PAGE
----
Come tax time next year, there will be many accountants and business leaders scratching their heads as they determine how to handle the flurry of calculations laid out by the new health care reform act.
“I don't know about you, but I can't wait to do tax calculations next year,” said Tony Deutsch, CPA/PFS, MT with Concannon Miller and Co. in Bethlehem.
He was being facetious, of course, but this kind of attitude was felt by many who gathered Aug. 1 for a presentation by Concannon Miller and the Hampson Mowrer Kreitz insurance firm. The packed event –
“The Supreme Court Ruled. Now What?” – was held in Bethlehem at the Best Western, routes 512 and 22.
The panel was comprised of Deutsch, Vince Phillips, lobbyist from the Pennsylvania Association of Health Underwriters; David Vassilaros, director of health care reform and regulatory affairs with Capital Blue Cross; Milan D. Slak, JD, LL.M, Esq., a CPA, with Concannon Miller and Co.; and moderator Todd Linn, manager of the benefits division for HMK Insurance.
Panelists discussed many issues related to the new Patient Protection and Affordable Heath Care Act, which is also known as ObamaCare.
One issue which was discussed at length by Deutsch and Slak was the Medicare Surtax that takes effect in 2013. This tax will call for individuals to pay 3.8 percent of the lesser amount of net invested income or modified adjusted gross income over certain threshold amounts.
“This is something that could impact everyone in this room, potentially,” Deutsch said.
This tax can be applied to interest, dividends, annuity distributions, rents, royalties and other monies, but not to salary, wages or bonuses and other incomes.
Planning can help ease the burden of these taxes, Slak said.
The complexity of the Medicare Surtax is just one of the changes explained at the seminar left many attendees looking more than a little confused.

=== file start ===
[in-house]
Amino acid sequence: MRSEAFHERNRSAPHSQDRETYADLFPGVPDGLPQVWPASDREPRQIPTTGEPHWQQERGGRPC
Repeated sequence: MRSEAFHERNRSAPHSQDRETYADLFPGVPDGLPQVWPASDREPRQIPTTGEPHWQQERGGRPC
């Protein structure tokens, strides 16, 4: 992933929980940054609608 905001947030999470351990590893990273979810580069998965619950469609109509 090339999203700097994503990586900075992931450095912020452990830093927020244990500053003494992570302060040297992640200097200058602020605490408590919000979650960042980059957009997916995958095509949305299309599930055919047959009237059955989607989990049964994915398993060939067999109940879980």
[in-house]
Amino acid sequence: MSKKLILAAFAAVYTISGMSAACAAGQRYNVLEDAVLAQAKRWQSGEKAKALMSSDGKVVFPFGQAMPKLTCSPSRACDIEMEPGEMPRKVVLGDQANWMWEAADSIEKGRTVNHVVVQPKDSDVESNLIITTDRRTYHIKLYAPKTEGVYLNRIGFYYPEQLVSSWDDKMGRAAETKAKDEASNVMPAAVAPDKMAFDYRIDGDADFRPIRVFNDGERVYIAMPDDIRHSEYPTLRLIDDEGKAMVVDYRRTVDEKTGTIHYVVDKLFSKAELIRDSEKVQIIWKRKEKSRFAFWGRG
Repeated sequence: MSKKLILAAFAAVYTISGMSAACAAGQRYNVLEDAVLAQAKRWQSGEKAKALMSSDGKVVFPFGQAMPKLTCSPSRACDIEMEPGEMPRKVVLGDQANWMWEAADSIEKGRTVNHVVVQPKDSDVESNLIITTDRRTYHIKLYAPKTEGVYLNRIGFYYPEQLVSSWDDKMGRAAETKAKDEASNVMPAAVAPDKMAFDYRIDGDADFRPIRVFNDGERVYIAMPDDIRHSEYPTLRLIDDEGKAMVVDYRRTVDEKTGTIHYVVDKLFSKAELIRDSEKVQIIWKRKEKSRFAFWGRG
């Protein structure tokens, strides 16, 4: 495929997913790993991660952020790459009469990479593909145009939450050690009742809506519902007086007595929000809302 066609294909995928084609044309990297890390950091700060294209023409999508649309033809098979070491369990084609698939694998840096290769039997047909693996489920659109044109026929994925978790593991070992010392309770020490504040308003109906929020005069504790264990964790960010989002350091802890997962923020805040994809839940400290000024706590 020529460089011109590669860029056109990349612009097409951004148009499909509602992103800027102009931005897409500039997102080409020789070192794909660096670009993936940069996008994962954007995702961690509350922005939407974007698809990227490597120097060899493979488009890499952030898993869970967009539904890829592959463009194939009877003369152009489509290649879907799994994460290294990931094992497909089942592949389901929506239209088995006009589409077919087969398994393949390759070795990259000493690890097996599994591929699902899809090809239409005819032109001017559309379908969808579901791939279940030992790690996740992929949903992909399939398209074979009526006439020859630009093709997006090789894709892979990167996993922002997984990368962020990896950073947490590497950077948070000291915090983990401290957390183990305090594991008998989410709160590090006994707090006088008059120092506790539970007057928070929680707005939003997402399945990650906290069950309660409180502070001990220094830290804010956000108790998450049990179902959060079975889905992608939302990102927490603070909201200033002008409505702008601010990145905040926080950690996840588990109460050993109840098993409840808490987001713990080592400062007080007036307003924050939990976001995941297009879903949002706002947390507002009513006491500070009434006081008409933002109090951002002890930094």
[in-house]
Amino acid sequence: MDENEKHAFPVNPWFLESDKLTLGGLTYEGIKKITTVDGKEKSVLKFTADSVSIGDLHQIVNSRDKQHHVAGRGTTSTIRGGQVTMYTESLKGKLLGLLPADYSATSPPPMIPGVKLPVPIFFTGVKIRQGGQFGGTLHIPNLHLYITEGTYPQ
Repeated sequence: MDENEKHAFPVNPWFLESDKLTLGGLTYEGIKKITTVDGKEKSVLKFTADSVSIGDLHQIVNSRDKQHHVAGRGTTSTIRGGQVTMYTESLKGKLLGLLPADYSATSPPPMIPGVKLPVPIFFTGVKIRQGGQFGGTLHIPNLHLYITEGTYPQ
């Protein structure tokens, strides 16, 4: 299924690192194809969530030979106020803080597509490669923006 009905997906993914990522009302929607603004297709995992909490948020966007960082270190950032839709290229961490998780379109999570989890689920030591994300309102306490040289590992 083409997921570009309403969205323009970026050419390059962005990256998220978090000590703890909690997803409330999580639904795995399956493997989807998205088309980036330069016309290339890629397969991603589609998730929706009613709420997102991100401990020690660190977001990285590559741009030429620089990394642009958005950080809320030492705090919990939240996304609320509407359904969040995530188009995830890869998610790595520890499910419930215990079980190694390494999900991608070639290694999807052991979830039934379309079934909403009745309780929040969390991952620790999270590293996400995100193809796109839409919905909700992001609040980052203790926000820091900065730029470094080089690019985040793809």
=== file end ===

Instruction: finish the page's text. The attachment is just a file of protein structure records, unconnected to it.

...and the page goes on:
The panel also discussed the additional 0.9 percent surtax on higher income households. The tax applies to wages and self-employment income in excess of the thresholds laid out by the act and must be collected by employers.
For single taxpayers the threshold is $200,000; married taxpayers filing jointly have a threshold of $250,000; and married individuals filing separately have a threshold of $125,000.
Deutsch predicted that another area that's going to create “a headache” is a change to W-2 reporting.
Employers must now report the value of employer provided health insurance coverage on each employee's W-2.
Described as “Orwellian” by Vassilaros, who handles health care reform and regulatory affairs with Capital Blue Cross, the changes aren't particularly good for insurance companies.
Insurance will soon be offered through a government-run exchange whereby insurance companies will pass their products through a battery of regulations before they're able to sell them.
Essentially, insurance companies will be strictly regulated and have to offer better services at lower prices, Vassilaros said. The changes will, most likely, put many insurance companies out of business.
“There's already an insurance company in central Pennsylvania that's gone out of business,” said Vince Phillips, a lobbyist from the Pennsylvania Association of Health Underwriters.
Because the new program calls for one million individuals who have not previously been insured to become insured there will be a significant shortage of doctors, Phillips said.
More than 190 regional business leaders attended the event, forcing the hosts to split the forum into two seatings. For more information on the act, visit www.HHS.gov or contact your local insurance agent.
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